On the Upper Mississippi River, a system of locks and dams keeps the artery between Minneapolis and St. Louis open and the U.S. economy pumping. Barges haul around 175 million tons of freight, including 60% of the country's grain exports, across the waterway each year.
But decades of use, freeze-and-thaw cycles and floods have taken a toll on infrastructure 30 years past its life expectancy. Shutdowns for maintenance and repairs have increased, causing more delays and bottlenecks for shippers.
Yoshinori Suzuki is a transportation expert and the Land O'Lakes Endowed Professor of Supply Chain Management at Iowa State University. His latest research proposes a new funding model for a major rehabilitation of the 27 locks and dams on the Upper Mississippi. It relies on a collective investment from all -- or at least most -- of the shippers, along with government funding. Suzuki's findings indicate the public-private partnership would pay off in the long-run.
In his newly published paper in Transportation Journal, Suzuki pointed to another study that analyzed U.S. Army Corps of Engineers data. It showed the percent of delayed vessels jumped from 35% in 2010 to 49% in 2017.
"These delays are a huge cost for shippers. They either have to wait until the problem is fixed, which could be hours or days, or unload their cargo onto trains or trucks, which are more expensive alternatives," said Suzuki. "When shippers can use them, barges are the most economical mode of transportation."
According to the Iowa Department of Transportation, a typical inland barge can haul 1,750 tons. Moving the same volume requires 16 rail cars or 70 large semi-trailers. Previous research shows barges use less fuel to move a ton of cargo a mile.
But without a major rehabilitation of the Upper Mississippi, Suzuki said the frequency of delays and reliance on rail and trucks will continue to increase. Higher transportation costs could be passed on to producers and consumers.
"The stakeholders all recognize the need for a major upgrade to the infrastructure on the Upper Mississippi. The challenge has been figuring out how to pay for it all," said Suzuki.
The U.S. Army Corps of Engineers and Iowa DOT estimate a price tag exceeding $1 billion. The Bipartisan Infrastructure Law enacted in 2021 allots money for inland waterways. However, Suzuki emphasized there are many locks and dams in the U.S. that need improvements. It's unlikely the federal funding will be enough for all of the Upper Mississippi infrastructure.
Private funding could fill the gap, said Suzuki.
Finding the sweet spot
"Theoretically, shippers should be willing to pay up to the amount that equals the financial damage from delays and disruptions with the current state of the locks and dams," said Suzuki. "If their goal is to maximize investment returns, there should be a sweet spot for investing in improvements."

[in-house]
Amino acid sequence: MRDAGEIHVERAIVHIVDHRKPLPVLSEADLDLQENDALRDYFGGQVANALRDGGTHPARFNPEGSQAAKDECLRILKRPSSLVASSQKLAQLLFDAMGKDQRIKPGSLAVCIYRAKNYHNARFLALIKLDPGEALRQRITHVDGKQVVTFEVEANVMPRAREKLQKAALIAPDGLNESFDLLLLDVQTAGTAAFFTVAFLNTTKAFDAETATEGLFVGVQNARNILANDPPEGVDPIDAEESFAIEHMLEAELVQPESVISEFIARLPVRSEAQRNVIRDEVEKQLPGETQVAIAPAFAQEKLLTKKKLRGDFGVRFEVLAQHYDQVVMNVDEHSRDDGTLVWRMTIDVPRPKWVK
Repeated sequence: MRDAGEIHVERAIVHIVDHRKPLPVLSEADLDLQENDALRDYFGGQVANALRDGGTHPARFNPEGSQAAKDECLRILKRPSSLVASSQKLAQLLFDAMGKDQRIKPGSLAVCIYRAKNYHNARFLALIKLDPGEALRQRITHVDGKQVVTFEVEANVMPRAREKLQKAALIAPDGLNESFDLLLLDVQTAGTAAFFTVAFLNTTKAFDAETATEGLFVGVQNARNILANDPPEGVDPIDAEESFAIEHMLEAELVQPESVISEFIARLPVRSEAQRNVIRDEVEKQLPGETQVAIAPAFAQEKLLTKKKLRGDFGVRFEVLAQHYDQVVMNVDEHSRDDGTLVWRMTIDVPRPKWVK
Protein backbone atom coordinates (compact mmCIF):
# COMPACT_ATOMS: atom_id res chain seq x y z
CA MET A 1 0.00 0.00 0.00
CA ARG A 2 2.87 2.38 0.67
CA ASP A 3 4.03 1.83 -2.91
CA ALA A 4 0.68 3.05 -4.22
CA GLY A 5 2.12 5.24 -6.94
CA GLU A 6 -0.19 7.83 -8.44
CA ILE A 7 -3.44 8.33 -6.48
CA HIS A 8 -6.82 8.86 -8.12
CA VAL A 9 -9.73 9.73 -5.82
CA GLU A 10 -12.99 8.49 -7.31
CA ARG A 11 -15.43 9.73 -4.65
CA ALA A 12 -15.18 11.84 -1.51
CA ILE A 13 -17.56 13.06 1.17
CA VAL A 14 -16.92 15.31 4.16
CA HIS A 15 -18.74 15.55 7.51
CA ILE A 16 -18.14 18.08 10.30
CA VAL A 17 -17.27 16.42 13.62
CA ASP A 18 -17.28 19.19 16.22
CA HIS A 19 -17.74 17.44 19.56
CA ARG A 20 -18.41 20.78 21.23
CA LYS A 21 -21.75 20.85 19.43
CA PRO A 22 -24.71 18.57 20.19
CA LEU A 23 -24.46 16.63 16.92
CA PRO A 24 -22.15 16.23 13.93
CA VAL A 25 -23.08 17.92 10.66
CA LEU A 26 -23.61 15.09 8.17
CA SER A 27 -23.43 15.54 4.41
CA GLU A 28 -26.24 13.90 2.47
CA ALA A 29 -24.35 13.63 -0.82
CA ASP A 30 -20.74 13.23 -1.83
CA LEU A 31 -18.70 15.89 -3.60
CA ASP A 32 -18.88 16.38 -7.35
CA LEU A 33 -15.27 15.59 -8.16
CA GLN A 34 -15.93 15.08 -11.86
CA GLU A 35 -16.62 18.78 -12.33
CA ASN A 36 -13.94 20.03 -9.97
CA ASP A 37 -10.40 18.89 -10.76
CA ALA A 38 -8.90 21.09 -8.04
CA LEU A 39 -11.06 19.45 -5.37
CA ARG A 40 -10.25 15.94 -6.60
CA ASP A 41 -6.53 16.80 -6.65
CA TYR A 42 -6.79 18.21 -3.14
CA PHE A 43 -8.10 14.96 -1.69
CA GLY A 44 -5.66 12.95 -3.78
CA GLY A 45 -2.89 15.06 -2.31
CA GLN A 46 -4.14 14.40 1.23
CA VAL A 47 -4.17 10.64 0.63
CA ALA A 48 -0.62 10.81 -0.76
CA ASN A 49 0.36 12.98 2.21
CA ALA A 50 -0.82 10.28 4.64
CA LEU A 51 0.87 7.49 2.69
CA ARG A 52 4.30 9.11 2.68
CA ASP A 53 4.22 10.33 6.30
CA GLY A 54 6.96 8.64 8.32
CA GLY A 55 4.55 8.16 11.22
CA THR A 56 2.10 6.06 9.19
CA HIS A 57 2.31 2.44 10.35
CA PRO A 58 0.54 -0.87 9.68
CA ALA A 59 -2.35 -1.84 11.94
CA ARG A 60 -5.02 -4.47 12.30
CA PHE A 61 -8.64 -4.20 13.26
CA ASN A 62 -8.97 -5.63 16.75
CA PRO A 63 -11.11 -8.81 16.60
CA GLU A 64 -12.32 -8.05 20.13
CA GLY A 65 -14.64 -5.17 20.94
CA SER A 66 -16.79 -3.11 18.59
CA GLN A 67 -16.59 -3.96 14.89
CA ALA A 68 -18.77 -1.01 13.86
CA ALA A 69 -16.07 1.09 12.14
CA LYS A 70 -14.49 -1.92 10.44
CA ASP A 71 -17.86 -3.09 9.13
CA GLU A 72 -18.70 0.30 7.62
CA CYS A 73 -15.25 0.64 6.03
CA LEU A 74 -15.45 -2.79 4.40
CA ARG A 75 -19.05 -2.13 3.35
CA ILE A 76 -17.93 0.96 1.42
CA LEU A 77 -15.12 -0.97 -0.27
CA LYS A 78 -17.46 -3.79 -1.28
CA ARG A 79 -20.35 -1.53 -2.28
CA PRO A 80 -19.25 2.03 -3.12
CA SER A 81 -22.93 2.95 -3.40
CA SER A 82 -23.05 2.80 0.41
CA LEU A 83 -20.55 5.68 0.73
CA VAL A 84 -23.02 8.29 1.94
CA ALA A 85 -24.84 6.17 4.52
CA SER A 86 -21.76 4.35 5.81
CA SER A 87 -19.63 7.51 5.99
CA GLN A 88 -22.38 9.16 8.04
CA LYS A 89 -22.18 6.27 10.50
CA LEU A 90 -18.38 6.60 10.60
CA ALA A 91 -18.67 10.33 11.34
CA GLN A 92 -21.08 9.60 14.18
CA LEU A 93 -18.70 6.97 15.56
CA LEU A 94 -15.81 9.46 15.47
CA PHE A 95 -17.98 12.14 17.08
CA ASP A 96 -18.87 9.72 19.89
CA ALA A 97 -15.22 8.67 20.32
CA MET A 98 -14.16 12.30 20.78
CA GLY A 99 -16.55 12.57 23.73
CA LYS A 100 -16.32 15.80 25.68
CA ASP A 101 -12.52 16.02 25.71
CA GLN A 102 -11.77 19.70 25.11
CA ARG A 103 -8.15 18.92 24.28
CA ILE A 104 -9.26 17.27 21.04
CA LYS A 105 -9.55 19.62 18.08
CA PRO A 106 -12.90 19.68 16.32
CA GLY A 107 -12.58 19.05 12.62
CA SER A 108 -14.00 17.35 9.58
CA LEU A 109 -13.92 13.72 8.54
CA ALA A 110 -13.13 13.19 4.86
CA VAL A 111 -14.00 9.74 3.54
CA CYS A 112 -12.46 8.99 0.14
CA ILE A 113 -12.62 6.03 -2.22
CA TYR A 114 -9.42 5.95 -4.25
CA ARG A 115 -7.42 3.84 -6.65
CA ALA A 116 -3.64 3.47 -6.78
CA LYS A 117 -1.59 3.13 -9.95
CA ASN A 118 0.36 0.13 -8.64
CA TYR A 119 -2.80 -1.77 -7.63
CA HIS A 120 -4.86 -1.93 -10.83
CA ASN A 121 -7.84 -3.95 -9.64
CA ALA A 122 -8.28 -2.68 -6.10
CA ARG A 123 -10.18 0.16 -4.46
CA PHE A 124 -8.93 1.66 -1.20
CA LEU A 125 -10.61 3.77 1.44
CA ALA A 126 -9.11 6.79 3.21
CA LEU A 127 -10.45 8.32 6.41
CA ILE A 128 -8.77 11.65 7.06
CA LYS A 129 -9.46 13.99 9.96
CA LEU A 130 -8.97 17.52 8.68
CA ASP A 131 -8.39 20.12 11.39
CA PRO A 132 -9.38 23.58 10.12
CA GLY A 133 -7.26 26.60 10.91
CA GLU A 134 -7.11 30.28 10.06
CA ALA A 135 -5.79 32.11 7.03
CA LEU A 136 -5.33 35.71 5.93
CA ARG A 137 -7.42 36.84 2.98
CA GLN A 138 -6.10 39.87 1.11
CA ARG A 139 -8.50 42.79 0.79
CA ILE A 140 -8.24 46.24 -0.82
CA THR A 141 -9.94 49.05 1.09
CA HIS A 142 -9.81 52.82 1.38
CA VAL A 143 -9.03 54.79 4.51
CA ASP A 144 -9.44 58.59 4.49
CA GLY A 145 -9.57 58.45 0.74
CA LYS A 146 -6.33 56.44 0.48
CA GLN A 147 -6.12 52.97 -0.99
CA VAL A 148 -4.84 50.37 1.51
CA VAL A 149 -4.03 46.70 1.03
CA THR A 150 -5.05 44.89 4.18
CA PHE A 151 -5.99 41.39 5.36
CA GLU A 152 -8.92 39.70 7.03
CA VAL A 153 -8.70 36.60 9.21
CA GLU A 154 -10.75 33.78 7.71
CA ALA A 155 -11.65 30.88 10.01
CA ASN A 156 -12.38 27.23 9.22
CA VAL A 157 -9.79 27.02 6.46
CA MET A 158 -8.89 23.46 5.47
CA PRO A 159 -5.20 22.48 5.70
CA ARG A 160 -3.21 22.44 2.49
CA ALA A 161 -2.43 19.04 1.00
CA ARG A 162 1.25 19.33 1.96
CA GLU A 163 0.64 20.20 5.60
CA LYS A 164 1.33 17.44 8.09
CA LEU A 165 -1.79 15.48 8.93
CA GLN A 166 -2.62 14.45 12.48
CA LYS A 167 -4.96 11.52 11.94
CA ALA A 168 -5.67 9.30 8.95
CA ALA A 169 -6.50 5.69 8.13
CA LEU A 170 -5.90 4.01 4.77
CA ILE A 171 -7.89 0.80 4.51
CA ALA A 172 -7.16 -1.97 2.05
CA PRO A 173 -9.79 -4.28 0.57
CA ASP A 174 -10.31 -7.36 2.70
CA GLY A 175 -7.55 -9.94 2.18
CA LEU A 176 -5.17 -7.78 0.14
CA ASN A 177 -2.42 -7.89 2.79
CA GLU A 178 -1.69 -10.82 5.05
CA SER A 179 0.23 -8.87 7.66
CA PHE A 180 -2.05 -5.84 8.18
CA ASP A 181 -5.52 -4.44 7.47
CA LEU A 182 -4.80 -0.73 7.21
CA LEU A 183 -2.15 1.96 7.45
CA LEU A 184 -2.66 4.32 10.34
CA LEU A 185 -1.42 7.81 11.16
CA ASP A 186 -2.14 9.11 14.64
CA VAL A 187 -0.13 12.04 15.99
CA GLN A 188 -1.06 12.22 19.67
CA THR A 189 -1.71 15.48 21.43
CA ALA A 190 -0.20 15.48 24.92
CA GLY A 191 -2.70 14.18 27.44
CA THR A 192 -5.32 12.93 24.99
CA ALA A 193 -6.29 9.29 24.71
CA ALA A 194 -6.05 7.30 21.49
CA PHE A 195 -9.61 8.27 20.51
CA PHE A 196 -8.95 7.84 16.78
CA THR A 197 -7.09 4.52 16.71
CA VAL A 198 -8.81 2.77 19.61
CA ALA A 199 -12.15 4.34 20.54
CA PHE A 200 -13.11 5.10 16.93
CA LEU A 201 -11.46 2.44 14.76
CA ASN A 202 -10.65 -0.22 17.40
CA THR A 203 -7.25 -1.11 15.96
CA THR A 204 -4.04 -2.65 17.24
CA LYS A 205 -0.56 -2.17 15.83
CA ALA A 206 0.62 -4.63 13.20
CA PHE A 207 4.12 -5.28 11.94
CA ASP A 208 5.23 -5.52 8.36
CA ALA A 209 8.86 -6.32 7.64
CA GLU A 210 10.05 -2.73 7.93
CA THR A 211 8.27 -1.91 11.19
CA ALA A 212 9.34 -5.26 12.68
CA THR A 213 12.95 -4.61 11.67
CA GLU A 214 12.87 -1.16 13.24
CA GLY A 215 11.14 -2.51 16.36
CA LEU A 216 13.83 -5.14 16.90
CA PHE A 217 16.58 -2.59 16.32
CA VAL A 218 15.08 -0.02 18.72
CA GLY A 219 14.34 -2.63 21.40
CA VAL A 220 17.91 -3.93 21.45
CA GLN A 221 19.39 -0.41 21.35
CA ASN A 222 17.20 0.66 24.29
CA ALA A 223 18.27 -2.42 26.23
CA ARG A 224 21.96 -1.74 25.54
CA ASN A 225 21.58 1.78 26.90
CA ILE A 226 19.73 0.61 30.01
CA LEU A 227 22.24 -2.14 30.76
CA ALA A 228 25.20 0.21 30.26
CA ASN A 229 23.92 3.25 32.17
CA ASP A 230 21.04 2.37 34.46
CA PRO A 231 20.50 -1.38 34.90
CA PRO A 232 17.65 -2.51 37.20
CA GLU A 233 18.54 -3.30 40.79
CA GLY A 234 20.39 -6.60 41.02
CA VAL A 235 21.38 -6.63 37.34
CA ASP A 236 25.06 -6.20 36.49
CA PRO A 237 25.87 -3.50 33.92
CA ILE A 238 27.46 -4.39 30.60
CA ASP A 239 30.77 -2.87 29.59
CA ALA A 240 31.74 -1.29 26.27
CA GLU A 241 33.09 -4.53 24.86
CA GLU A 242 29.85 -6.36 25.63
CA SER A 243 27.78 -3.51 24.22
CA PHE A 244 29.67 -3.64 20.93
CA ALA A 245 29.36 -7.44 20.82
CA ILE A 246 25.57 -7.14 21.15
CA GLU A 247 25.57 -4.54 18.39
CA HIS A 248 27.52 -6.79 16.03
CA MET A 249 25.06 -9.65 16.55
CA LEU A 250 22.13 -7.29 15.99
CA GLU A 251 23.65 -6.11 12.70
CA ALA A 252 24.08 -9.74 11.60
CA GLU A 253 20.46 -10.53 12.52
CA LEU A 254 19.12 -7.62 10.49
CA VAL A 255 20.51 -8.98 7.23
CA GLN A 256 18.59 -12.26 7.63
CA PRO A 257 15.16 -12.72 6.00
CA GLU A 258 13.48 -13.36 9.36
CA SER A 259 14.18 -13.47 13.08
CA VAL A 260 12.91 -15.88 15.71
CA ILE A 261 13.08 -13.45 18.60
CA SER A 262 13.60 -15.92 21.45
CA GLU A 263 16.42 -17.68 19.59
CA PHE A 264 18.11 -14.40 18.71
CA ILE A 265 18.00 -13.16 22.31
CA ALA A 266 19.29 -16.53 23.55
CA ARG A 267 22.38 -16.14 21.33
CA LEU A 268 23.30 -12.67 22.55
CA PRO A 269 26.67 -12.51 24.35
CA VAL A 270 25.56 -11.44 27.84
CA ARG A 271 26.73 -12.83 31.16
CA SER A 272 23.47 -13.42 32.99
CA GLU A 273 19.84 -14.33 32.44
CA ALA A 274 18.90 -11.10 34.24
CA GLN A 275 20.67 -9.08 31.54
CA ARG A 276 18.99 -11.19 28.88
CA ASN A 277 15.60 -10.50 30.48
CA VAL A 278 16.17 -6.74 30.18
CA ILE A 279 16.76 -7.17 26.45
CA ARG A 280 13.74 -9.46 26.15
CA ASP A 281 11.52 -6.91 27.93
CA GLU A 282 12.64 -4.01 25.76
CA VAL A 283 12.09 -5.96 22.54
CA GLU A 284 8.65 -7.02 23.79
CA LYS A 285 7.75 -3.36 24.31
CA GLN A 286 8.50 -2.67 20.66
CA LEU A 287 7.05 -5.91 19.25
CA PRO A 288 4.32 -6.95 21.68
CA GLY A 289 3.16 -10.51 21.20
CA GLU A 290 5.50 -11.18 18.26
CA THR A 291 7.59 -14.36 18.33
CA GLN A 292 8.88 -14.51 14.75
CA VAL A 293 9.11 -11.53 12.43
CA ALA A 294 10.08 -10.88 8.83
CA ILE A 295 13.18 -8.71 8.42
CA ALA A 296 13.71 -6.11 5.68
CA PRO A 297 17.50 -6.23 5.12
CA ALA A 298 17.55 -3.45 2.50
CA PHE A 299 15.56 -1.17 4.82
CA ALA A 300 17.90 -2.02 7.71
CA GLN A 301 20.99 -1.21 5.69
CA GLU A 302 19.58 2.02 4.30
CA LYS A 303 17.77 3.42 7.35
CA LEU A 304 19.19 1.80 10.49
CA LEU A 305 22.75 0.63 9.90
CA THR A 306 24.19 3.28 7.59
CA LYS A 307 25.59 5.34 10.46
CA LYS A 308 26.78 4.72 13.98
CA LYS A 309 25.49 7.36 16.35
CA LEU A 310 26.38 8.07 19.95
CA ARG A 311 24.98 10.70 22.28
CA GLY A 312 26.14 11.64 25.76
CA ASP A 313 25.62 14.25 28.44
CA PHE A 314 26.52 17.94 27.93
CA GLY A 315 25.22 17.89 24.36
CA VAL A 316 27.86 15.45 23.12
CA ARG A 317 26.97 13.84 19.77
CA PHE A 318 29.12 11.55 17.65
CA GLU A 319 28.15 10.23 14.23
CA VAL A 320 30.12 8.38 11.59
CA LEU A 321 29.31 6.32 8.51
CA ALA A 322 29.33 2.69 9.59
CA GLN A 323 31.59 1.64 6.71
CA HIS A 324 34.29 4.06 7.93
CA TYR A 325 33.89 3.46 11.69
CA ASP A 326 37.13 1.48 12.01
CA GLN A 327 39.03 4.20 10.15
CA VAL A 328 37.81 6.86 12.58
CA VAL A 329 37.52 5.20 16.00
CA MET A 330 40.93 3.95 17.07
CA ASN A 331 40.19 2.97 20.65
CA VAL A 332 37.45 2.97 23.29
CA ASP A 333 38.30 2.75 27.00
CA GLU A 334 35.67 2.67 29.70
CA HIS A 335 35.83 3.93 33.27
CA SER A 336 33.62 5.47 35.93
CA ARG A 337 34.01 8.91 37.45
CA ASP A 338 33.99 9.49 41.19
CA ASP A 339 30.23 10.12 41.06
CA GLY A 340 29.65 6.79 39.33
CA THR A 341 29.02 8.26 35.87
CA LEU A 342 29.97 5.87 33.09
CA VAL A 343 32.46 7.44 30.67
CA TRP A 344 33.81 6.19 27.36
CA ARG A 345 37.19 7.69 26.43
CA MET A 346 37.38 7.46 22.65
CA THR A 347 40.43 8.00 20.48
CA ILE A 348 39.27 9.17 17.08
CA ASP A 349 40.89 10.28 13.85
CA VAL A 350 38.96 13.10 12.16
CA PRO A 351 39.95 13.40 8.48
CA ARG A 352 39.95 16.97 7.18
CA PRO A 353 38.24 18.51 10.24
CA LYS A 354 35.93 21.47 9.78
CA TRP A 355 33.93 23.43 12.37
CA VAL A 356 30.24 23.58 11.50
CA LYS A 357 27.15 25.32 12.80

Suzuki said finding this sweet spot required answers to two questions: What financial costs are shippers incurring with the current system? How much do those financial costs decrease when the system becomes more reliable?
He developed a theoretical math formula and model using data from the Iowa DOT and U.S. Army Corps of Engineers, and interviews with three shippers and a third-party logistics provider. Suzuki then ran simulations of Upper Mississippi traffic flows through 27 different scenarios.
"My calculations show that if shippers paid for 60%-80% of the rehabilitation project, the investment return they would get from saved costs would be maximized. It would double or triple in 20-40 years," said Suzuki, adding that it would be equivalent to investing with a 3%-5% annual interest rate.
Suzuki's findings indicate the payback period can be eight years or less, but he said the time frame could be longer if the shippers needed to borrow money to pay for the infrastructure project. He added that, unlike some other proposals, his funding model would not include user fees or tolls at locks and dams, which would require changes to federal regulations.
Beyond the math
Suzuki's model displays an elegant solution. But he acknowledges putting it into practice comes with additional hurdles.
"Ideally, everyone who uses the waterway should be investing. In practice, convincing all of them may be a challenge and will require a lot of outreach to explain how this would benefit them in the long run," he said.
Suzuki said it may be necessary to establish a single point of contact to pull together funding and represent all of the shippers when working with state and federal agencies. This could take the form of a nonprofit member cooperative. Another option would be hiring a third-party financial firm.
Since large shippers would benefit more from the rehabilitation project, Suzuki said the participating firms would need to agree on a way to split the investment costs equitably. They may also want to work with federal or state governments to create tax incentives to boost participation and prevent free-riders.
Suzuki's research was funded by Supply Chain Innovation Forum of Debbie and Jerry Ivy College of Business at Iowa State.
Cite This Page: